When Ada died, the wash hadn’t dried yet. The trousers’ elastic waistbands were still damp, socks swollen, T-shirts hanging the wrong way out. A rag was left soaking in the bucket. Rinsed recycling bins in the sink, the bed unmade, open biscuit packets lying on the couch. Ada had gone away witho…
Free to read from Granta 160: Conflict
Letters from Ukraine
‘There was really no point in going to a bomb shelter just because the siren sounded. Our hotel was unlikely to be a target.’
Lindsey Hilsum writes letters home from Ukraine.
‘The recipe is a text that can produce spattering because it was spattering before it was language.’
Rebecca May Johnson on recipes, repetition and intimacy.
‘To make a subject of the very same entity I am a part of, to be outside and within it.’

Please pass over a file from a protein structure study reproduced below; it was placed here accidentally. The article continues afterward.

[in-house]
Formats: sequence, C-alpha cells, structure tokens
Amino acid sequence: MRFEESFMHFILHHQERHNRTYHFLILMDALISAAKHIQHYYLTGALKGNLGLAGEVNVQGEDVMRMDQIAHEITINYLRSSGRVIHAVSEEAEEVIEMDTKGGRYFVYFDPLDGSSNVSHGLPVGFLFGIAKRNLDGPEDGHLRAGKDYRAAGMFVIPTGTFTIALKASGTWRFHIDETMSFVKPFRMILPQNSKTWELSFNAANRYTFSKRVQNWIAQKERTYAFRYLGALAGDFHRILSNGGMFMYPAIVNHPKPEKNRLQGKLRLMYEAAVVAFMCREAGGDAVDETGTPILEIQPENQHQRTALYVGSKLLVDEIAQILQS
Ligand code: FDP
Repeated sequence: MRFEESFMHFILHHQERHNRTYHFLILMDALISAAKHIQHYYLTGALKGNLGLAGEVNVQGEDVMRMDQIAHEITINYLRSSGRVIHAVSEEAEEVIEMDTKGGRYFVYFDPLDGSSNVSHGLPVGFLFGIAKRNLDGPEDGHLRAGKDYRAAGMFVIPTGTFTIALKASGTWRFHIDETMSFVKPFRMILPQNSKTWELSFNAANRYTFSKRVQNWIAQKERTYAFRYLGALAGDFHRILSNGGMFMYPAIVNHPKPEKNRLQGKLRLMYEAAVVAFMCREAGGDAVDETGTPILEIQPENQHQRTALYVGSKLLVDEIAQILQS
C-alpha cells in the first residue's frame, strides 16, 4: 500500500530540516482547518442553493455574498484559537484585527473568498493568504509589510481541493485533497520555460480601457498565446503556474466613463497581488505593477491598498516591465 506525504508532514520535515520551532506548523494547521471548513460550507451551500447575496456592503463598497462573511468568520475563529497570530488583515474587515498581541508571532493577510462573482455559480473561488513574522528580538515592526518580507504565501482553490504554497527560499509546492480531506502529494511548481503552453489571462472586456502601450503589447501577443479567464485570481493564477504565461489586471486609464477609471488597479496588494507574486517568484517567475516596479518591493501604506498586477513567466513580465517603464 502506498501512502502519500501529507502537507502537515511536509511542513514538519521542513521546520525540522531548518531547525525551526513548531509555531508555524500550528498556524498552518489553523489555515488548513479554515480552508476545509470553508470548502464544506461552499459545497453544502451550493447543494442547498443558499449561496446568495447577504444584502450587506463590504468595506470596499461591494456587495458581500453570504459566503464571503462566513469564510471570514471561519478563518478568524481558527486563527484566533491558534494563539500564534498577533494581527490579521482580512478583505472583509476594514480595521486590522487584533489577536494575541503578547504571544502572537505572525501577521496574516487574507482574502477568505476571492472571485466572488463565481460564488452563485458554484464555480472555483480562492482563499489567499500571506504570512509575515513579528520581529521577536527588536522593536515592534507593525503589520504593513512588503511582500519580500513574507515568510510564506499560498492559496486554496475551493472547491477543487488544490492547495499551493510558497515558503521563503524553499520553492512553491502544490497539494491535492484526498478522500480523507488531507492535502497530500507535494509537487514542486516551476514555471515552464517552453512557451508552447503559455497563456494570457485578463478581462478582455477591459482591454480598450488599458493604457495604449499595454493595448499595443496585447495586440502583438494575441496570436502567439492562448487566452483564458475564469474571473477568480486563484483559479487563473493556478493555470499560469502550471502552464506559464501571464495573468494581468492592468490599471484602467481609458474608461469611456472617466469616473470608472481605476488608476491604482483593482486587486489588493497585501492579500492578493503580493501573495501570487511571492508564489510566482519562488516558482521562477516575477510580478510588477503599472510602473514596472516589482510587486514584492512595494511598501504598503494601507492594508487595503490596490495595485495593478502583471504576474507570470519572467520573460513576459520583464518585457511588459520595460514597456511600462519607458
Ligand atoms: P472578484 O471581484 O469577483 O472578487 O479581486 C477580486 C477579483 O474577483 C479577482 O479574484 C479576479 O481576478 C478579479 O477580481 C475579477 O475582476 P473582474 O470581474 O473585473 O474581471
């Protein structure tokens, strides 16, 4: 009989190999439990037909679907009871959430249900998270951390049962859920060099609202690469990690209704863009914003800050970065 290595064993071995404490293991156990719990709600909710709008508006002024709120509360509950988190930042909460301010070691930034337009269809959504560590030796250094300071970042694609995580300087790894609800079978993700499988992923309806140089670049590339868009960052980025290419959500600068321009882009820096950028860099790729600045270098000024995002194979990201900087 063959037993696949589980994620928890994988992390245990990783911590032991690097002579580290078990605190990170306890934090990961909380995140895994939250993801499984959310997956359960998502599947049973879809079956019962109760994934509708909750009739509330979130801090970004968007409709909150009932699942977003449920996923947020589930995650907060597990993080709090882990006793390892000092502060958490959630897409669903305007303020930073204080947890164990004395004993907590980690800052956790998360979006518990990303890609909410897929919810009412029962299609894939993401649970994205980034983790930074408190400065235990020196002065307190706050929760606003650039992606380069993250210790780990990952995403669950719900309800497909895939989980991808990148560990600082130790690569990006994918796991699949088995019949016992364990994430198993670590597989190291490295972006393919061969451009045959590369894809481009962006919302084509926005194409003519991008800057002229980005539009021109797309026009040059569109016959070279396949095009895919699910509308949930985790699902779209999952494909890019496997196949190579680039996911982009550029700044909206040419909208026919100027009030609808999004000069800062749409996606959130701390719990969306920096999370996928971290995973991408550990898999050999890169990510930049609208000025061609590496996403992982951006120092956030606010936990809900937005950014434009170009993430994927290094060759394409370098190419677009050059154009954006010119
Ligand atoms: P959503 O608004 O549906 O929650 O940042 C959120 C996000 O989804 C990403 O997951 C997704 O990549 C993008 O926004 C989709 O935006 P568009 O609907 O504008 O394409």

Thomas Duffield photographs his family.
‘There sat the joy of the shopping centre, what I thought of as its secret heart. A white rabbit.’
A story by Dizz Tate.
Signs of an Approaching War
‘We were ourselves migrating birds; in a sense, refugees, displaced persons, without a home or a home town.’
Volodymyr Rafeyenko (tr. Sasha Dugdale) on the war in Ukraine.
Translated by Katrina Dodson
Katrina Dodson is a PhD candidate in the Department of Comparative Literature at University of California, Berkeley, where she is writing a dissertation on Elizabeth Bishop, Clarice Lispector and questions of geographical imagination. Her work has appeared in McSweeney's and Two Lines.More about the translator →